With tensions brewing between citizen activists and the country’s ruling military council, Egypt resumed the trial of Hosni Mubarak, the former Egyptian president, and his sons and associates at a police academy Wednesday.
Mubarak, who has amassed some $450 million in Swiss bank accounts according to Egyptian prosecutors, is on trial for corruption and for the deaths of more than 800 protestors over 18 days last winter. A helicopter whisked the former president from the military hospital where he is being held to the police academy where he is being tried. The former strongman appeared in court lying on a gurney.
Supporters of the disgraced president gathered outside, proclaiming his innocence, while critics called for his death and those of his associates. Also on trial are Mubarak’s two sons, the interior minister, senior police officers and Egypt’s wealthiest business executive, Hussein Salem, who is being tried in absentia.
Salem is being held in a Spanish jail, fighting an extradition request from Egypt.
The trial, which could last months, is expected to resume Monday.
Sweep to Mubarak’s trial resumes in Egypt
Live by the sword . . . or is it video, these days?
In Brindisi, Italy, two police officers were arrested in a bribery scheme that relied on traffic cameras to catch speeding motorists. On their watch, a speed camera clocked a BMW X6 going 99 mph (or 160 km/h) in a 68 mph (110 km/h) zone.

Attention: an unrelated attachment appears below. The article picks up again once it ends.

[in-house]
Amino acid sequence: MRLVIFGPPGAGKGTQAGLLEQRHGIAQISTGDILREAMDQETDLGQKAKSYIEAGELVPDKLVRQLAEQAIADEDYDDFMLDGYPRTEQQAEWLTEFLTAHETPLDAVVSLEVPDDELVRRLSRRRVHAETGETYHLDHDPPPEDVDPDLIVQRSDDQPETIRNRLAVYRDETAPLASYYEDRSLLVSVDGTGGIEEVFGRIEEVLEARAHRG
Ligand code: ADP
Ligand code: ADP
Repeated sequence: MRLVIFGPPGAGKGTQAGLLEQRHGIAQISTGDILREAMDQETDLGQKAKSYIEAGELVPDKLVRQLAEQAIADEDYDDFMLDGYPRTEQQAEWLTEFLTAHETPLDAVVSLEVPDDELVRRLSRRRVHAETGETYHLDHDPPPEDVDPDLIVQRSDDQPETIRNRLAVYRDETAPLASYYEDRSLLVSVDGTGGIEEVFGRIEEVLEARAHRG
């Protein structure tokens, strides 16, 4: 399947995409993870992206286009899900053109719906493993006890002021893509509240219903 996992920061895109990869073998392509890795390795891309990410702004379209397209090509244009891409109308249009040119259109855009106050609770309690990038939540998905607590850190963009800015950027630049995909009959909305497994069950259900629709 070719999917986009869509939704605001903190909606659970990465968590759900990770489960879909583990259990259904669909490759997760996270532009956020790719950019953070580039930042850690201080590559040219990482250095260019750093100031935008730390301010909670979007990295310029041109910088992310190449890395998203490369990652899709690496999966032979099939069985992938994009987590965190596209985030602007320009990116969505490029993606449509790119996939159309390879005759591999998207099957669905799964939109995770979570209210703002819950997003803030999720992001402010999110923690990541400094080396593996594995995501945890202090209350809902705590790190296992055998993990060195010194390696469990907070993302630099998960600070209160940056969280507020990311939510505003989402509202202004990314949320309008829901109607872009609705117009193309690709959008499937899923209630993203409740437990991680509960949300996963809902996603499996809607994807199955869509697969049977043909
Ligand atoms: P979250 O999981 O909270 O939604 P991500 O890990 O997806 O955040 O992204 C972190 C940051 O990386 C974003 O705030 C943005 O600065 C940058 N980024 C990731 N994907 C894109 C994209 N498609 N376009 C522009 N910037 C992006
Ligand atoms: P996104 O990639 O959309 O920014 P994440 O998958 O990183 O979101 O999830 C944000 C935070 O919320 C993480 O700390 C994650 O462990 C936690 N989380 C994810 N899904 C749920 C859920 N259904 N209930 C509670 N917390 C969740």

The officers gave the driver a choice: a fine that could cost him $650 to $2,615, along with points on his license, or a bribe of $327 in cash.
There was only one hitch: the driver didn’t have the money on him.
So one of the officers obligingly drove the driver to a cash machine, where he withdrew the money and paid the bribe.
The motorist subsequently exposed the shakedown, his account corroborated by . . . surveillance cameras.
The arrests are only the latest in a wave of irregularities involving speed cameras in Italy.
The King of Spain’s son-in-law, Inaki Urdangarin, will face trial along with 14 other defendants on corruption charges.
Urdangarin, who carries the title Duke of Palma, is vowing to defend his “honor and innocence.” The royal family, which seems perenially mortified by Urdagarin’s missteps, has relieved the duke of official functions ahead of his court appearance in early February, and promised not to intervene if he is found guilty.
The former handball player is accused of stealing money through a not-for-profit he formerly ran, the Noos Institute, that won millions of dollars in contracts to promote sports and tourism in the Balearic Islands and in Valencia.
Prosecutors say the institute charged “totally disproportionate prices” for its work, and in turn paid outrageous prices to private companies controlled by Urdagarin and his associates, allowing them to pocket the cash. The investigation focused in particular on a $3.2 million payment to the institute for organizing a sports conference in 2005 and 2006.
The indictment is the latest in a wave of corruption cases against regional governments throughout Spain. As if to deflect popular outrage, the royal family publicly disclosed its income Wednesday, for the first time in the crown’s history.